The surprisingly modern-looking, sometimes hallucinatory illustrations and the cursory descriptions of the Book of Miracles strikingly convey a unique view of the concerns and anxieties of the 16th century, of apocalyptic thinking and eschatological expectation. The present facsimile volume reproduces the Book of Miracles in its entirety for the first time and thus makes one of the most important works of the German Renaissance finally available to art lovers and scholars. The introduction puts the codex in its cultural and historical context, and an extensive description of the manuscript and its miniatures, as well as a complete transcript of the text, accompany the facsimile in an appendix.

Burnt Flesh in Odessa

When the protests in eastern Ukraine began to break out, Secretary of State, John Kerry had this to say,
Russia’s clear and unmistakable involvement in destabilizing and engaging in separatist activities in the east of Ukraine is more than deeply disturbing... No one should be fooled — and believe me, no one is fooled by what could potentially be a contrived pretext for military intervention just as we saw in Crimea.
No one would be silly enough to believe that after a government they elected was overthrown and partly taken over by radicals with a different culture and history, that people in the east could be unhappy with that turn of events and demonstrate their displeasure in the exact same way as the protesters in Kiev who brought the new government to power - creating armed camps and taking over government buildings.

Nah, all the "pro-Russian separatists" and their dog and pony show are nothing more than a "contrived pretext for a military intervention" by Moscow.

Even the term "pro-Russian separatists" has a nice flare to it if you are in the market for a term to easily dismiss a movement because calling them "Russian-speaking anti-government protesters" (which is what most of them are) would grant them a dangerous degree of  political legitimacy. After all, even western countries have anti-government protesters to spare; but none have "pro-Russian separatists" -- a backward and sinister breed to be sure.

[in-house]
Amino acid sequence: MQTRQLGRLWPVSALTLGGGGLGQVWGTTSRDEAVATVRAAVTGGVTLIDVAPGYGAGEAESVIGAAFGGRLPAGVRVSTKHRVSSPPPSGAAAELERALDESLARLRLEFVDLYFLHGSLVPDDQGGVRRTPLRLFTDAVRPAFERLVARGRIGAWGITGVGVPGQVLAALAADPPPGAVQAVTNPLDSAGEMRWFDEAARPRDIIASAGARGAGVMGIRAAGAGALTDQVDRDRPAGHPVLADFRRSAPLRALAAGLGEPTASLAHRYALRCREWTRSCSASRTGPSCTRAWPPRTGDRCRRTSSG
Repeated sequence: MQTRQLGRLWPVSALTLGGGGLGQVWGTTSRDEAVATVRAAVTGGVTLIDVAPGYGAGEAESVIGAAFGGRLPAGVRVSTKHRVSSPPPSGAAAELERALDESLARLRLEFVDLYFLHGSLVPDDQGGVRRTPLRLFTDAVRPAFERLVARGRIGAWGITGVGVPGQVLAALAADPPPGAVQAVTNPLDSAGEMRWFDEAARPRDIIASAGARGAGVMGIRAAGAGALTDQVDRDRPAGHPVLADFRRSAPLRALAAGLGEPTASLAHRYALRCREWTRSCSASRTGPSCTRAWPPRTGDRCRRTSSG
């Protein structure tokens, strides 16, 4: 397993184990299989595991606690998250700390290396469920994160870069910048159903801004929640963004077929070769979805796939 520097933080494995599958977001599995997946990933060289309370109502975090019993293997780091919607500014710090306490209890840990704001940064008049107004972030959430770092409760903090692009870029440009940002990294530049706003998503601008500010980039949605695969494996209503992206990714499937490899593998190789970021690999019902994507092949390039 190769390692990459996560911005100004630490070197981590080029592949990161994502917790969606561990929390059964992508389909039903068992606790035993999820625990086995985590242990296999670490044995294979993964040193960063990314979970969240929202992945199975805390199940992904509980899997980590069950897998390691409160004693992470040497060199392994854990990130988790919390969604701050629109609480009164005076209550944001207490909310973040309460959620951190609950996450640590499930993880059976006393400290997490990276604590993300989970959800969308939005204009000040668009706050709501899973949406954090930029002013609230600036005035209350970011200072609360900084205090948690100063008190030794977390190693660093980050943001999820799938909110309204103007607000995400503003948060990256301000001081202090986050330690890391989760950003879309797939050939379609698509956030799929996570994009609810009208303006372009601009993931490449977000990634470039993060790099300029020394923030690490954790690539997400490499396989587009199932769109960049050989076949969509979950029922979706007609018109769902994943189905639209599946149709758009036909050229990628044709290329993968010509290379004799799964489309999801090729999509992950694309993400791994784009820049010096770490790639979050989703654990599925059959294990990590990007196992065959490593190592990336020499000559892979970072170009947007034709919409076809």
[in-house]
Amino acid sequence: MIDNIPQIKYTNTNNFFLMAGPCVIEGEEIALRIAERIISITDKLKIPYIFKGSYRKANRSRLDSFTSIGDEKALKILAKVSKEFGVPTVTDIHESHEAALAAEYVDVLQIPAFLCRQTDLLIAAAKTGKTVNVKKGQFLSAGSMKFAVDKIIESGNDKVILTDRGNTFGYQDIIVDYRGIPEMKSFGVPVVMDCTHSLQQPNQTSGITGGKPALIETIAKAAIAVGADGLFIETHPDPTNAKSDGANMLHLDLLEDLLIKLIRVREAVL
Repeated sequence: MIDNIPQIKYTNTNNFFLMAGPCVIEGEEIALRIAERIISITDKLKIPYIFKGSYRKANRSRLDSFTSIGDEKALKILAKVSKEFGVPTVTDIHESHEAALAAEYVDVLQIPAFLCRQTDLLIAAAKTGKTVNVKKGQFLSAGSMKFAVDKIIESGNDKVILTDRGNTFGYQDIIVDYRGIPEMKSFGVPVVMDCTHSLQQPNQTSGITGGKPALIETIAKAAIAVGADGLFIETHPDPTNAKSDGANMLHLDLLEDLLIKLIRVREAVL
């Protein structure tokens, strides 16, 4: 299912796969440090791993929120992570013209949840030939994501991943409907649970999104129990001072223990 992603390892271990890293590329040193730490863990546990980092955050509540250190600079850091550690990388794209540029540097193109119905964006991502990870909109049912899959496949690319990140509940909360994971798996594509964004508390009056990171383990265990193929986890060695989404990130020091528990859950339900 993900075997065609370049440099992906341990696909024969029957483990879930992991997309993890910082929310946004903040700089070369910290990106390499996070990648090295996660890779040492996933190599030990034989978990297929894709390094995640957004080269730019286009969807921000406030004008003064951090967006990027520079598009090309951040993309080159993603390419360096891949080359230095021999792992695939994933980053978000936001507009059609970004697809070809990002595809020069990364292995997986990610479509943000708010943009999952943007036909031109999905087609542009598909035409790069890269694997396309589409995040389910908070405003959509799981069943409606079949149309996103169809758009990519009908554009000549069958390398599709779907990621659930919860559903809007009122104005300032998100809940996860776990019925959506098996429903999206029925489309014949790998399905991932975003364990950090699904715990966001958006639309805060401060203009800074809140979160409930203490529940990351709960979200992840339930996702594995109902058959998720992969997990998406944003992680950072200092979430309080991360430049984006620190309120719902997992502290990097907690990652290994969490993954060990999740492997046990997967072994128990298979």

Let me state this again. I am not criminally naive and know that Russia is supporting the protests in the east and that this support includes coordination, arms, intelligence, expertise and people flowing over the border.

However, after multiple clashes with government forces resulting in casualties and arrests among the "pro-Russian separatists" all of them have turned out to be Ukrainians. The Kiev government invokes Russian presence in eastern Ukraine constantly but has yet to produce a single detained or killed protester who turned out to be a Ruskie.

That is not to say that Russians aren't present there, I'm 100% sure they are; but the presence of the Russian hand in the protests (no matter how powerful that hand may be) is different from saying that it is the only hand or that it erected the whole protest movement out of thin air. The Kremlin is an investor in the mutiny but its origins are native and strong- it is ultimately a Ukrainian product, homegrown strife with a powerful patron.

As I have noted in my prior post, I am not all too happy about the role Russia is playing in this but no one should be stupid enough to believe that Russia is writing the music of discontent, it did enthusiastically hook up an amplifier because the tune being played serves its interests in the region but you have to be ignorant, stupid or deluded to see Ukraine as a intrinsically untied country pulled apart solely by Russia.

The desire to have close relations to Russia, the animosity toward a revolutionary government that purports to lead Ukraine toward the happy family of European democracies, and even the desire to become a part of Russia are the beliefs that unite the opposition to the Kiev regime but all of those sentiments are so poorly understood and alien to the west that they quickly become politically incorrect and unfathomable- thus a purely Russian concoction designed to mask a united Ukrainian populace leaping toward prosperity and freedom in Europe.

So when the prior "pro-Russian" regime in Kiev faced a protest movement seeking to depose it and using force and occupation of government building to get it done, the west vocally supported it and warned the president that he will be a sanctioned pariah if he moved the army against his unhappy people.

Today, America and EU support the use of the army by the new revolutionary government against the rebelling regions because the people at the receiving end are Russian agents anyway and even if they aren't they occupy a place on the ideological spectrum that is very far removed from what is deemed modern and civilized in Washington or Brussels.